Water is central to life, and the USA has abundant supplies of excellent potable water available via its community water systems. However, there are still around 15 million homes that rely on private wells for their water supply.
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So, if you’re building a home outside your local community supply zone, you’ll find no shortage of good, clean water up for grabs right at your feet.
Drilling a borehole’s the first step in securing your own fresh water supply from a well.
Are you curious about how this all works? These are the ins and outs of borehole drilling.
What Is a Borehole?
A borehole is simply a vertical tunnel that reaches down into an underground source of water. Contractors install specialized equipment into this hole which then pumps the water out of the Earth and into your home.
Except in times of extreme drought, you can usually get abundant water out of your borehole so you’ve got plenty to spare for your garden, lawn, and even a swimming pool.
How Do You Go About Sinking a Borehole?
Drilling a borehole’s not something you can achieve on a spare Sunday afternoon. It’s a complex and precise process that requires experience and specialized borehole drilling equipment.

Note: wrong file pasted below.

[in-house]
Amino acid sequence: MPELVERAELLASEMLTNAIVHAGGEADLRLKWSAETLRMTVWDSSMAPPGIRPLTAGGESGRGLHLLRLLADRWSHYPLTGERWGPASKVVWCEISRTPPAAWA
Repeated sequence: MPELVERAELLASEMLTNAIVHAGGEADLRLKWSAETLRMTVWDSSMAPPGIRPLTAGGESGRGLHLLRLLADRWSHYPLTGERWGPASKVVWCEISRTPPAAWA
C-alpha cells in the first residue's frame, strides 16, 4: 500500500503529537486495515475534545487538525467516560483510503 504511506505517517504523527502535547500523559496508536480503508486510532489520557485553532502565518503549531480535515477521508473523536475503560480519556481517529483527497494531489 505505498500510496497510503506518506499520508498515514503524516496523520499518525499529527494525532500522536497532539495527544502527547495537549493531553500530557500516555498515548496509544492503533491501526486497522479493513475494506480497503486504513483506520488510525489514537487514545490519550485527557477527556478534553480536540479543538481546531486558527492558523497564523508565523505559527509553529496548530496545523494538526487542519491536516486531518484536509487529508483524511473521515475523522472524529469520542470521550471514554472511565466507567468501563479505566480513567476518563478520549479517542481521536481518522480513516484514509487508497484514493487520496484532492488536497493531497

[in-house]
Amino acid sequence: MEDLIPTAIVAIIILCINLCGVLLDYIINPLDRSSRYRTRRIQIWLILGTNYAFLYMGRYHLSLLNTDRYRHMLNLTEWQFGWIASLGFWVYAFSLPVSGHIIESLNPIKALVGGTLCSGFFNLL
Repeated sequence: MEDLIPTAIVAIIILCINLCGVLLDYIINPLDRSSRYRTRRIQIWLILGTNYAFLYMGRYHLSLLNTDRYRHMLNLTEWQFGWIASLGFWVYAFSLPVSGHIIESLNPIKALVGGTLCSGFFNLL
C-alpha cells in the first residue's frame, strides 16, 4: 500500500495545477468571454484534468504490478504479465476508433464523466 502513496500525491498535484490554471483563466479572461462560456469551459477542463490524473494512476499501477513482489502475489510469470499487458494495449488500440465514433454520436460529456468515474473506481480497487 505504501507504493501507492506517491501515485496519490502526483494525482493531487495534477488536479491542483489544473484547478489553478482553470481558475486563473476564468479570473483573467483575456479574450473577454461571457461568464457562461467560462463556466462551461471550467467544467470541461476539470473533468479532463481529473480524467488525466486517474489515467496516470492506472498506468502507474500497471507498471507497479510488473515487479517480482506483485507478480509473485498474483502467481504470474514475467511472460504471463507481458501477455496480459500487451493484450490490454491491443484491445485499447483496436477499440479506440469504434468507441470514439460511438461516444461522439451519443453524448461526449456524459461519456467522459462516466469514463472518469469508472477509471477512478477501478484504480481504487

These are the steps involved:
Siting the Borehole
Hydro-geologists specialize in finding underground water sources. They assess the best way to get the water out of the ground and make a note of any underground obstructions that could affect this process. These include cables, phone lines, and pipelines.
Drilling and Construction
Next, a specialist contractor arrives with large borehole drilling equipment to burrow an opening to the water source.
As they drill, they used specialized drill tracking equipment, like a ditch witch sonde, to keep them on track. These apparatuses attach to the bore and use electronic signals to guide the operator along the correct path while avoiding obstacles.
Next, they put steel tubes in place to reinforce any weak areas of the borehole.
Pumping and Piping
Once the hole’s drilled, the contractor performs an aquifer test to determine the yield of the borehole. If this stage goes smoothly, they’ll install the necessary pipes and pumps necessary for your needs.
If the water source turns out disappointing, you’ll need to start the process over again in a more promising spot.
Do You Need a Borehole?
Nowadays, even suburban homeowners have latched onto the benefits of getting water from a borehole.
Usually, this water’s pristine and unpolluted and it’s also unchlorinated. This means it tastes pure and is often better for your health than municipal water.
Once you’ve paid the initial costs of drilling your borehole, you never need to pay for water use ever again either.
Remember, borehole drilling isn’t something you can do on your own. You must work with a reputable, licensed contractor, who stays within the bounds of legislation and safety to complete this complex task.
If your needs are a little more low-key, browse our blog for more inspiration and information on building or designing the perfect home.